Math 21a Handout on Lagrange Multipliers  Fall 2000
The principal purpose of this handout is to supply some additional examples of the Lagrange multiplier
method for solving constrained equations for three unknowns.
In this regard, remember that the basic
problem is to find the maxima, minima and/or stationary points of some given function
f
(
x
,
y
,
z
) on
R
3
subject to the constraint that
g
(
x
,
y
,
z
) = 0 where
g
is another function.
Note that these constrained problems typically arise in one of two ways: First, they can arise when
looking for the extreme points of a function in some region of space; for in this case a search must be made
for extreme points both inside the region and on its boundary.
In particular, the problem of finding the
extreme points on the boundary can be phrased as a constrained extremal problem.
For example, imagine
that the region in question is the solid Earth, and the function in question gives the temperature at each
point.
Then, a search for extreme points must look for interior extreme points and also extreme points on
the surface.
Constrained extremal problems also arise when looking for the stationary points of a given function’s
restriction to some given surface in
R
3
. For example, take the surface in question to be the surface of the
earth, and consider finding the extreme points of the function whose values measure a year’s average of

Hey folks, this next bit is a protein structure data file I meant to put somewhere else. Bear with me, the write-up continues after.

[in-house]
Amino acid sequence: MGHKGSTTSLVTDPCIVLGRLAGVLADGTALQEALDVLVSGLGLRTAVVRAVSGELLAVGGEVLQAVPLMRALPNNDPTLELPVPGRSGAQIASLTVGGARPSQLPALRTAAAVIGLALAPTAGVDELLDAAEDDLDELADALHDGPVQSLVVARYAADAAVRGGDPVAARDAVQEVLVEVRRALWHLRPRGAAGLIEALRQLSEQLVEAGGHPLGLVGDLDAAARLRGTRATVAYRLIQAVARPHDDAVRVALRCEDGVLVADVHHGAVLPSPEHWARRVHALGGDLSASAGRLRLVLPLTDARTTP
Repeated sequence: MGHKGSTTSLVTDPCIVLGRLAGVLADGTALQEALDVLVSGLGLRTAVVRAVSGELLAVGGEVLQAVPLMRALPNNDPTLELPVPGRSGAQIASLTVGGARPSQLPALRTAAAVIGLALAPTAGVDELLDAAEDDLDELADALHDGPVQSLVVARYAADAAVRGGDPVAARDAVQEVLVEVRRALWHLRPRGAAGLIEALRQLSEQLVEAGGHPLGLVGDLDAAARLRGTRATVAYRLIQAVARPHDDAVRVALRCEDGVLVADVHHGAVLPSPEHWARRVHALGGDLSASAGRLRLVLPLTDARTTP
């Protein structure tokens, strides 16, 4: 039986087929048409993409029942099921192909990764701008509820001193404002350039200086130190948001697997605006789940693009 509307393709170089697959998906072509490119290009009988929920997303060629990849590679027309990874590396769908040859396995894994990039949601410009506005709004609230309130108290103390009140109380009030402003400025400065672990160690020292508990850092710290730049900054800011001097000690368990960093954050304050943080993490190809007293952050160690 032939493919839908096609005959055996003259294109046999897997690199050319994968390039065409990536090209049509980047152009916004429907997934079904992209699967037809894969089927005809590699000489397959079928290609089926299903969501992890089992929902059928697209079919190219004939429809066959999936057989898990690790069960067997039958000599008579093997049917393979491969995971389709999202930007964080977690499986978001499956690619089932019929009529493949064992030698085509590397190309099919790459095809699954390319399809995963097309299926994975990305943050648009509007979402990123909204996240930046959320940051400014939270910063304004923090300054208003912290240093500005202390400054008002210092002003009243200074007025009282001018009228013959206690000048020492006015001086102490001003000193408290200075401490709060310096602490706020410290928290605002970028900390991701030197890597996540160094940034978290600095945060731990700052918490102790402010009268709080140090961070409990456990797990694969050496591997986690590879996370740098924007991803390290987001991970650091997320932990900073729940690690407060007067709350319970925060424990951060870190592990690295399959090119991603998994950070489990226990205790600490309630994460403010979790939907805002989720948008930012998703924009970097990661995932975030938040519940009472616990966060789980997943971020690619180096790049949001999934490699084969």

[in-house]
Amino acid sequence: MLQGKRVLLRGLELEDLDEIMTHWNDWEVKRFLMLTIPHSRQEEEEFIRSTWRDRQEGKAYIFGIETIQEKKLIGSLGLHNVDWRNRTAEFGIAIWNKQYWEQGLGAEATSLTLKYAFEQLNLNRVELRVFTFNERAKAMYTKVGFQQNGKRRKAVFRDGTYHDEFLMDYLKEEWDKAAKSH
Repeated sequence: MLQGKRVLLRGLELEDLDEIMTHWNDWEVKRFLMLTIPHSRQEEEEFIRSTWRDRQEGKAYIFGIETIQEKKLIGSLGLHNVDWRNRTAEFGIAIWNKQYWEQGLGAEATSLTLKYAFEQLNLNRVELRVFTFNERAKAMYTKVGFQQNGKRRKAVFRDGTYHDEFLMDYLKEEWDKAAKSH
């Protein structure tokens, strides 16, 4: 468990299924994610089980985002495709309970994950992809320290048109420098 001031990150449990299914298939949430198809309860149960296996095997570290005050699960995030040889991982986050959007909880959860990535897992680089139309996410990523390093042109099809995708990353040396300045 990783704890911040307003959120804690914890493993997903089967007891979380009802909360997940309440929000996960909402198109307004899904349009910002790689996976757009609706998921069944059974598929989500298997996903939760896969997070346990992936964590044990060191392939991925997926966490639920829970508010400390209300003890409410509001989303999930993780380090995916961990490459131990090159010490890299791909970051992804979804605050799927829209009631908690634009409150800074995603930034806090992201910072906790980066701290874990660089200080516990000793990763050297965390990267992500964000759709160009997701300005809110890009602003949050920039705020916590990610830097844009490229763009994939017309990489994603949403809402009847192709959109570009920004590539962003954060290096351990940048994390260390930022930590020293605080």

sun light intensity at each point.
Anyway, what follows are some sample constrained problems.
Example 1:
Model the surface of the Earth as the sphere where
x
2
+
y
2
+
z
2
= 1.
Then, suppose that
the average temperature at each point on the surface is given by the values of the function
T =
x
2
+ 2
xy
+
y
2
 2
z
2
.
Find the points with the maximum and also the minimum temperature.
Here is the solution: The constraint function is
g
(
x
,
y
,
z
)
≡
x
2
+
y
2
+
z
2
 1, and the extreme points occur
where
∇
T =
λ∇
g
for some constant
λ
.
A computation finds:
∇
g
= (2
x
, 2
y
, 2
z
)
∇
T = (2
x
+ 2
y
, 2
y
+ 2
x
,  4
z
)
(1)
Thus, the equation
∇
T =
λ∇
g
holds if and only if
2
x
+ 2
y
=
λ
2
x
2
y
+ 2
x
=
λ
2
y
4
z
=
λ
2
z
(2)
The last point in (2) can hold only if
λ
= 2 or
z
= 0.
I’ll treat these two possibilities in turn.
Consider the case
λ
= 2.
Then, the first and second points in (2) read
2
x
+ 2
y
= 4
x
2
y
+ 2
x
= 4
y
(3)
The latter points can be rephrased to read
6
x
= 2
y
6
y
= 2
x
(4)
This first line says that
x
= 
y
/3, while the second says that
x
= 3
y
.
Clearly, these two assertions are
compatible only if
x
=
y
= 0.
Finally, this last forces
z
= ±1 since
x
2
+
y
2
+
z
2
= 1.
Thus, I have found two
stationary points, (0, 0, 1) and (0, 0, 1).
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 Fall '11
 GregoryJ.Galloway
 Addition, Equations, Multivariable Calculus

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